In addition to the loss of PAME release from the PVAT in established hypertension, the aortic PVAT of hypertensive SHR released a substance that constricted rat aortic smooth muscle. Because the vasoconstriction was blocked by losartan (an AII receptor antagonist) and release of AII was significantly increased in PVAT preparations of the SHR compared with that of the WKY, this vasoconstrictor is likely AII or an AII-like vasoconstrictor. This is very likely because release of AII in the PVAT37,38 and the aortic smooth muscle cells39 of hypertensive rats has been reported. Our present results also suggest release of a losartan-sensitive vasoconstrictor from the aortic smooth muscle cells of the SHR (Figure 7D). Angiotensin II is known to inhibit Kv channels.40 Together, these findings may explain the lack of vasodilatory effects of PAME in the aortic muscle ring of the SHR (Figure 7C) and that antihypertensive effect of losartan is due in part to its blocking AII effects and preserving PAME-induced vasorelaxation.
The identical chemical and pharmacological properties between PAME and the PVATRF suggest for the first time that the PVATRF is PAME, which plays an important role in regulating vascular tone by opening the Kv channels on the vascular smooth muscle. Diminished release of PAME, increased release of AII from the PVAT, and decreased relaxation activity of the vascular smooth muscle to PAME may contribute to a new mechanism for increased vascular resistance and hypertension. Because leptin also is reported to cause hypertension via central mechanisms,27–29 this PVAT-initiated pathogenesis of hypertension may be an important target for clinical consideration.
Sources of Funding
This work was supported by National Science Council of Taiwan grants NSC-97-2120-M-259-002, NSC-96-2320-B-320-005-MY3, and NSC-99-2320-B-320-008; Tzu Chi University grants TCMRC-C95005-01, TCMRCC95005-02, TCIRP98005-01, and TCIRP98005-02; Buddhist Tzu Chi General Hospital grants TCRD98-34 and TCRD99-18; and the Tzu Chi Foundation.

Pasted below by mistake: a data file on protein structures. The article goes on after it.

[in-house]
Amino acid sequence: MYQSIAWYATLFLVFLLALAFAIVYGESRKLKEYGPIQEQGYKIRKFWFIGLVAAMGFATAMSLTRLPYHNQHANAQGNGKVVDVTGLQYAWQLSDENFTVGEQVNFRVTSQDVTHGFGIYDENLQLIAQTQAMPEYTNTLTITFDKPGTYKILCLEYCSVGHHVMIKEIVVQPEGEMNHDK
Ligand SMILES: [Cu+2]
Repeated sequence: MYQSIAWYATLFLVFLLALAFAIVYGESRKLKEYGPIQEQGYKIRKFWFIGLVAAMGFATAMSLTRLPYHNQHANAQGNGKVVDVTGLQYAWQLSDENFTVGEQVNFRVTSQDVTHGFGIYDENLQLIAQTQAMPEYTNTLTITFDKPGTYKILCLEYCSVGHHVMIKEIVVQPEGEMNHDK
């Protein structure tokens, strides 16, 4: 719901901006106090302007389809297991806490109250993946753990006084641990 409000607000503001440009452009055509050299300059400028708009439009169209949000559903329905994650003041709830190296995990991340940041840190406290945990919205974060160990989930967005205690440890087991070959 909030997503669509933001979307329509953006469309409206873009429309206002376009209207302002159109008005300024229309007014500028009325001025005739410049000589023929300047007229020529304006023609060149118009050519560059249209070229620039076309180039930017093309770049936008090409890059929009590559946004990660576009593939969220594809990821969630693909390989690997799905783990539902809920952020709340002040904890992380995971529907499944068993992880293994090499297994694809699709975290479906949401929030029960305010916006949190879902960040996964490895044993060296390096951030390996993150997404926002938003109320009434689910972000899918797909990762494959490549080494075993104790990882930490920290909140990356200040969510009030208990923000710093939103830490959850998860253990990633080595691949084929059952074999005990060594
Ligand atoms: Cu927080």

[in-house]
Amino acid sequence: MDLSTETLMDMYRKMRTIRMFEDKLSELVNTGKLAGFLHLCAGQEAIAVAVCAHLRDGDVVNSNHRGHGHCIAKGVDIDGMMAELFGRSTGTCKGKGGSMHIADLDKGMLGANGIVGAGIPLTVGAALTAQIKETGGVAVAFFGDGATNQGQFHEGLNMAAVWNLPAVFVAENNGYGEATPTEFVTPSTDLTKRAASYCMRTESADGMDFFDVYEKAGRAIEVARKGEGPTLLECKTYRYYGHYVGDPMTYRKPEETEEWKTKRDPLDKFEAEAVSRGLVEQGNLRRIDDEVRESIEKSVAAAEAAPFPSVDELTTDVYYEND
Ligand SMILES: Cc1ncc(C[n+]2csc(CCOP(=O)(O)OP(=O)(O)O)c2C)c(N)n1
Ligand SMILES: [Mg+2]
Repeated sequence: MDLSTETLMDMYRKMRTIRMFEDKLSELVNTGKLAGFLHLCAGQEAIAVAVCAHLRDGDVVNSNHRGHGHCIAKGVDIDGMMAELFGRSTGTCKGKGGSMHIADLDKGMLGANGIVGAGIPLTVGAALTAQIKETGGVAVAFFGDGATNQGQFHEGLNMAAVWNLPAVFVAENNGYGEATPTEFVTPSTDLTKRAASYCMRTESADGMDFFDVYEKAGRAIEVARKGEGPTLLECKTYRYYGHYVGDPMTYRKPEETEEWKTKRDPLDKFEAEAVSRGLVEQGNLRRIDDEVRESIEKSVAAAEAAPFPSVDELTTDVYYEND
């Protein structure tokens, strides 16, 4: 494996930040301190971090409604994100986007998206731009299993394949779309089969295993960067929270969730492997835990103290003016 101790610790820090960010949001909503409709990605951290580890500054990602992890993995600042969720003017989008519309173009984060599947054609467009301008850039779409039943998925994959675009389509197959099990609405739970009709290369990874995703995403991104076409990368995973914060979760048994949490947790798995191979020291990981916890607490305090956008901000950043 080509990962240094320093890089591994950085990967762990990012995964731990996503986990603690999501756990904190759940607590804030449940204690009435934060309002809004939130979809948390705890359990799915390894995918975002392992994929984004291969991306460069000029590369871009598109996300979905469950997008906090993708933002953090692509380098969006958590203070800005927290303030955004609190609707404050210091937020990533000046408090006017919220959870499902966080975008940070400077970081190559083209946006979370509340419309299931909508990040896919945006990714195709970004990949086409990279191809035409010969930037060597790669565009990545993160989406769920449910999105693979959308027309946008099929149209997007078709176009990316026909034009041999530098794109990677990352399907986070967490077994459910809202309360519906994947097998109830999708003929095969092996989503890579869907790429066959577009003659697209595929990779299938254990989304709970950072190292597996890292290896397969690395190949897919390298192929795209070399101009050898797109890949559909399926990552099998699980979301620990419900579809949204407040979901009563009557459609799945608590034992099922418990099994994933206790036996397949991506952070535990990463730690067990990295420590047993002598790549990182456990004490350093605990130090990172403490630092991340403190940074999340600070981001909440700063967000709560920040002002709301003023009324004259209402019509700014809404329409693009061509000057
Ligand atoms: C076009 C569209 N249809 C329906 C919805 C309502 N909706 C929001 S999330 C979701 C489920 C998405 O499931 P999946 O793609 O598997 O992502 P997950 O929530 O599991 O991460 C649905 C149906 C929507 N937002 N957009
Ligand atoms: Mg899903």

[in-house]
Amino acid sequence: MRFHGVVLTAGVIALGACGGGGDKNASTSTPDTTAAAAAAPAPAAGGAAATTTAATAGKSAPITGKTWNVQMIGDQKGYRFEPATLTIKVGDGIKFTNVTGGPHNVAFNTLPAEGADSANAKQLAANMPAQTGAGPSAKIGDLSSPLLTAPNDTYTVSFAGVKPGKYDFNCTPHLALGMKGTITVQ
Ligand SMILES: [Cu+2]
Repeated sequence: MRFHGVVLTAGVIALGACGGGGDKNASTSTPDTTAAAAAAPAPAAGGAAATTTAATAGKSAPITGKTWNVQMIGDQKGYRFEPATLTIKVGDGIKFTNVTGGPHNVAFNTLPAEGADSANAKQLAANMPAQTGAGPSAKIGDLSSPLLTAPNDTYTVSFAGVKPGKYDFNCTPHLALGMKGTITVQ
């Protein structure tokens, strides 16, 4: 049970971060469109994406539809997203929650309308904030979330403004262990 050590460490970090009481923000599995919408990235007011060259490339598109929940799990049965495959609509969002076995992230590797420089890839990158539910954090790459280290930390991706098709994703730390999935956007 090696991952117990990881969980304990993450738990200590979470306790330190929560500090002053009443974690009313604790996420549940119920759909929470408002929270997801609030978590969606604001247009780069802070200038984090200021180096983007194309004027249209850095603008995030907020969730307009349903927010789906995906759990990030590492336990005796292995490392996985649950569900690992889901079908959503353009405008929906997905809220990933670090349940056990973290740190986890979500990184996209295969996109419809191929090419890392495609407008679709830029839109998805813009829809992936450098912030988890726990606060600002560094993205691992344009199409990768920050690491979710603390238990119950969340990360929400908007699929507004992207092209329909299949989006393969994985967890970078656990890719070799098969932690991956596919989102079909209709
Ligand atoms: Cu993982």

We are grateful to Drs A.R. Hu and A.H. Lua for technical advice in using gas chromatography/mass spectrometry and to Dr Tsung-Cheng Hsieh for statistical analysis.
The online-only Data Supplement is available with this article at http://circ.ahajournals.org/lookup/suppl/doi:10.1161/CIRCULATIONAHA.111.027375/-/DC1.
- Received February 26, 2011.
- Accepted July 6, 2011.
- © 2011 American Heart Association, Inc.
- Löhn M,
- Dubrovska G,
- Lauterbach B,
- Luft FC,
- Gollasch M,
- Sharma AM
- Verlohren S,
- Dubrovska G,
- Tsang SY,
- Essin K,
- Luft FC,
- Huang Y,
- Gollasch M
- Gálvez B,
- de Castro J,
- Herold D,
- Dubrovska G,
- Arribas S,
- González MC,
- Aranguez I,
- Luft FC,
- Ramos MP,
- Gollasch M,
- Fernández Alfonso MS
- Lin HW,
- Liu CZ,
- Cao D,
- Chen PY,
- Chen MF,
- Lin SZ,
- Mozayan M,
- Chen AF,
- Premkumar LS,
- Torry DS,
- Lee TJ
- Lee YC,
- Chang HH,
- Liu CH,
- Chen MF,
- Chen PY,
- Kuo JS,
- Lee TJ
- Si ML,
- Lee TJ
- Furchgott RF,
- Vanhoutte PM
- Malinowski M,
- Deja MA,
- Gołba KS,
- Roleder T,
- Biernat J,
- Woś S
- Fésüs G,
- Dubrovska G,
- Gorzelniak K,
- Kluge R,
- Huang Y,
- Luft FC,
- Gollasch M
- Frühbeck G
- Lembo G,
- Vecchione C,
- Fratta L,
- Marino G,
- Trimarco V,
- d'Amati G,
- Trimarco B
- Shek EW,
- Brands MW,
- Hall JE
- Morgan DA,
- Thedens DR,
- Weiss R,
- Rahmouni K
- Gollasch M,
- Ried C,
- Bychkov R,
- Luft FC,
- Haller H
- Takemori K,
- Gao YJ,
- Ding L,
- Lu C,
- Su LY,
- An WS,
- Vinson C,
- Lee RM
- Rainbow RD,
- Norman RI,
- Everitt DE,
- Brignell JL,
- Davies NW,
- Standen NB
Methyl palmitate or palmitic acid methyl ester is released spontaneously from the perivascular adipose tissue, causing vasorelaxation by opening voltage-dependent K+ channels on vascular smooth muscle cells of normotensive rats. In established hypertensive rats, diminished palmitic acid methyl ester release and its vasorelaxing activity are accompanied by an increased release of angiotensin II from the aortic perivascular adipose tissue. The diminished palmitic acid methyl ester–induced relaxation of aortic arteries from hypertensive rats is significantly reversed by losartan. These findings suggest a noble role of the perivascular adipose tissue in the pathogenesis of hypertension and provide a new mechanism for losartan in that its antihypertensive effect is partly attributed to its reversing the diminished palmitic acid methyl ester–induced vasorelaxation caused by angiotensin II.